Our work is vital to the future
of the world's rainforests

By defending indigenous and forest peoples' rights we can save homes, habitats
and species for future generations

The Destruction


Our Mission


Our Impact


The situation we are facing
The rainforests of the world are under increasing pressure from agro-industrial expansion, extractive activities, infrastructure development and industrial logging. They are also home to millions of people.
Indigenous and forest populations living in and around the rainforests depend on the forests for shelter, food, medicine and livelihoods. In many cases, the basic rights of these people are threatened or undermined by forest destruction, land theft and resource exploitation.


What we set out to do
The Rainforest Foundation is working to ensure the long-term protection of rainforests by securing the rights of indigenous and forest peoples to land, life and livelihood. We are working in 21 countries and across four continents, supporting hundreds of communities.


Successful results
Our approach is working. Research has shown that indigenous peoples’ areas in the Amazonian rainforest are now better conserved than even in some protected areas. 
Significant evidence from the Amazon Basin now shows that, where forest communities have gained legal title to land, levels of deforestation and forest destruction are far lower even than in strictly protected areas such as national parks. To date, we have protected over 11,700,000 hectares of rainforest following this approach.



Congo Basin NGOs call for urgent action on palm oil expansion


Get Inspired and #MatchMaggie (through Twitter!)


Time for a rethink of forest management in the Congo Basin


Press release: A radical change of approach is needed in protected areas in the Congo Basin, experts at the World Parks Congress say

Environmental and human rights organisations from across the Congo Basin have called for urgent action to prevent forest destruction and violations of rights due to the expansion of industrial palm oil plantations in the region.

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Five-year-old Maggie wrote to the Rainforest Foundation UK to tell us she will be donating her weekly pocket money – 20 pence – for a whole year!


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The latest in this mini-series on the underlying challenges facing for governance in the Congo Basin, we present ‘Rethinking Community Based Forest Management in the Congo Basin’ – a major research study looking at the constraints and opportunities for alternatives to industrial-scale logging and strict nature conservation.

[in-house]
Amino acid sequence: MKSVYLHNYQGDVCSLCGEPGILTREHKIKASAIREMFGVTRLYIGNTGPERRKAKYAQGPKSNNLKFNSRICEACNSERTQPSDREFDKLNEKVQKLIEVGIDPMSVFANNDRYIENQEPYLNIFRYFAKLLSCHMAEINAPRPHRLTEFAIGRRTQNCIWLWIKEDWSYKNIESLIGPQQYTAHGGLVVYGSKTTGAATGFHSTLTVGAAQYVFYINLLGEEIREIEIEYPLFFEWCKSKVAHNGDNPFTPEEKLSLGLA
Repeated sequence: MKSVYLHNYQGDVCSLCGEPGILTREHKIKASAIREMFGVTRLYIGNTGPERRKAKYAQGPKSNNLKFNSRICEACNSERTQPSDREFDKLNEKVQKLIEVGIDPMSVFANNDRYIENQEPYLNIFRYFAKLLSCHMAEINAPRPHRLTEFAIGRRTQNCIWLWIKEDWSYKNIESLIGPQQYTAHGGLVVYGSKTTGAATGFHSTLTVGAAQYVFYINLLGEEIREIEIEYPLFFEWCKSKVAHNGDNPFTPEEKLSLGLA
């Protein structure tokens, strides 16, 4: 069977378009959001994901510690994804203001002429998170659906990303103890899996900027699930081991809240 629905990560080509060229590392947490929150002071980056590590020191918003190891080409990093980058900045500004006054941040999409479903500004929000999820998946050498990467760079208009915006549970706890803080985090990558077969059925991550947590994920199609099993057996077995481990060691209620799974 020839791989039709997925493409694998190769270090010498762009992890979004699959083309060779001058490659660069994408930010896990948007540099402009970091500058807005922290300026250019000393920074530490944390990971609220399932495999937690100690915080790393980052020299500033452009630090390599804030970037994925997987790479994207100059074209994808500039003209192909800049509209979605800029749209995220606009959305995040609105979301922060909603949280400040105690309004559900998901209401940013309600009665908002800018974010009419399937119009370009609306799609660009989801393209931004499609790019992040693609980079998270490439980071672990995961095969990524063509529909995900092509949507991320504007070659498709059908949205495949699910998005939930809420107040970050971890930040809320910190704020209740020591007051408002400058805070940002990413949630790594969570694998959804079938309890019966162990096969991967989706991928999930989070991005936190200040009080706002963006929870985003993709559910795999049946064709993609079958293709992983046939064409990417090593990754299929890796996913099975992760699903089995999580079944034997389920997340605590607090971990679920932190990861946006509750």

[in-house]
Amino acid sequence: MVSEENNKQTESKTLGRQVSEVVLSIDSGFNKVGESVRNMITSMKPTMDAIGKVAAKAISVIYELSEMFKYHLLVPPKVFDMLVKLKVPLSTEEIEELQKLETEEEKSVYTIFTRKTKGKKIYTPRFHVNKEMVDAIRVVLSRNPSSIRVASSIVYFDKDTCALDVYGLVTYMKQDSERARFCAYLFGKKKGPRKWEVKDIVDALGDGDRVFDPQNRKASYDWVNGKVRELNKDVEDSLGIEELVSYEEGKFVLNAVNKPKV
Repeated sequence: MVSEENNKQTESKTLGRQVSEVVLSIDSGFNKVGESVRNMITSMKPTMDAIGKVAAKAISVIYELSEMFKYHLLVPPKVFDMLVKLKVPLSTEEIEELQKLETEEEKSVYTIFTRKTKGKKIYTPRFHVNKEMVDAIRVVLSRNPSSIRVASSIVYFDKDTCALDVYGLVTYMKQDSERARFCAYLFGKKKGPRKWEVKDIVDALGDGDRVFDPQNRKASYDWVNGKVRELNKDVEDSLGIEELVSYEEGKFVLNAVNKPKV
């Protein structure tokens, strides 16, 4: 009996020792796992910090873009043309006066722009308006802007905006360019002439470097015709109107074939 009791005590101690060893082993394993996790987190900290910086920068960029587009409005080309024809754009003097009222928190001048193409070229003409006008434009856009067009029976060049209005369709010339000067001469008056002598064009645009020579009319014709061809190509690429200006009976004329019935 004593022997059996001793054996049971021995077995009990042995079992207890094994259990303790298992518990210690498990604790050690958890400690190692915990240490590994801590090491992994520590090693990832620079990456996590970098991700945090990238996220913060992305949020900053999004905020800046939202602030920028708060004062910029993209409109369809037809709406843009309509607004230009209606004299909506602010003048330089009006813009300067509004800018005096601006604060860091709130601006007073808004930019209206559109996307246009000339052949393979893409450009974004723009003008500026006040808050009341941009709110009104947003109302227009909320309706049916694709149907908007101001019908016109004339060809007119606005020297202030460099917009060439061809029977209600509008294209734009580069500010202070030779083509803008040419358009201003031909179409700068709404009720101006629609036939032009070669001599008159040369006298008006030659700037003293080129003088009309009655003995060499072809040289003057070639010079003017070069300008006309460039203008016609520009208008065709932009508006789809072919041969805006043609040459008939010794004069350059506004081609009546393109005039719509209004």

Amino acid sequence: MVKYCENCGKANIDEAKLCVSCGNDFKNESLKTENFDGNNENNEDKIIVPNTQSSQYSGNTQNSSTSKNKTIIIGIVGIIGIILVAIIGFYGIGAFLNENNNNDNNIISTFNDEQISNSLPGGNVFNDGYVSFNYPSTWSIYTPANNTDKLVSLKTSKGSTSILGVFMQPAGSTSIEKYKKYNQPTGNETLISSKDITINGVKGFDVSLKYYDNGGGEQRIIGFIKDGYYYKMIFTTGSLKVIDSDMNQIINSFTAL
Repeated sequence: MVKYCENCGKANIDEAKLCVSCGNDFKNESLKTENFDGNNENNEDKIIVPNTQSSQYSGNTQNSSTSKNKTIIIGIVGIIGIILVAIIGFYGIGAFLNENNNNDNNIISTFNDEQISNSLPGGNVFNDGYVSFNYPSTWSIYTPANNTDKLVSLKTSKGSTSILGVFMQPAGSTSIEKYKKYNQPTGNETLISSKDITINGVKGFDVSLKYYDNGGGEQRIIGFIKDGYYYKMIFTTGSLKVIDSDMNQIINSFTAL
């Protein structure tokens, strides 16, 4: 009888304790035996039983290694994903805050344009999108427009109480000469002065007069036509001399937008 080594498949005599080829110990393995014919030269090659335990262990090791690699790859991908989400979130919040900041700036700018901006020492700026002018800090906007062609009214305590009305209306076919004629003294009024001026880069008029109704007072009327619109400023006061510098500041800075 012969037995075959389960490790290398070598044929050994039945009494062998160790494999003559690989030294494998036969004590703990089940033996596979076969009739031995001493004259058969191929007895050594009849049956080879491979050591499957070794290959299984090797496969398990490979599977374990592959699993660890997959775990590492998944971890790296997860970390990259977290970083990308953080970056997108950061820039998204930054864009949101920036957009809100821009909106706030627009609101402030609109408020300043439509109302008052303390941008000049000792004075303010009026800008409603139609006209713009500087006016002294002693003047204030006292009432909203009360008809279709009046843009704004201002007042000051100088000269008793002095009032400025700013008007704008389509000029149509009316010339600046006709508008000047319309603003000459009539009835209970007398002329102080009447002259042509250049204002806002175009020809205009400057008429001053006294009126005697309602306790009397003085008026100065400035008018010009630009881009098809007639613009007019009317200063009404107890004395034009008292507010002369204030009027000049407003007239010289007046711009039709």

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Sydney, Australia. 20.00 Friday 14th November 2014 

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Find out more about what we do

Our work has been proven to be one of the most effective ways to conserve and protect the rainforests


Twenty-five million Acres


£10 can start the process


£200 will provide a mapping device to help a community protect its rainforest

The rainforests of the world are being destroyed at an increasingly rapid rate. Not only are the forests the lungs of our earth, there are millions of people living in and around the rainforests who depend on the forests for shelter, food, medicine and livelihoods.


The Rainforest Foundation UK (RFUK) is working to ensure the long-term protection of rainforests by securing the rights of indigenous communities to land, life and livelihoods.


By mapping their land a community claim their rights to land and defend their forest home from threats

You can make a difference, donate here


Mapping For Rights


Palm Oil


Community Legal Field Workers

By highlighting the presence of otherwise 'invisible' indigenous peoples and forest communities,  this project hopes to bridge the gap between remote forest communities and central decision making processes to eradicate marginalisation of forest dwellers.

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Palm oil production has had devastating effects in South East Asia. With palm oil producers looking to aggressively expand their operations in West and Central Africa, this project aims to raise awareness of the negative impacts and ensure Africa does not experience similar problems.

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In the Congo Basin, indigenous peoples and forest communities have become extremely vulnerable due to discrimination, exclusion from governance processes and rights violations.


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Get Active




Others ways to support us


Making it easier for you to teach your class about the rainforests and their destruction

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Use our palm oil consumer guide to help you make better choices at the supermarket!

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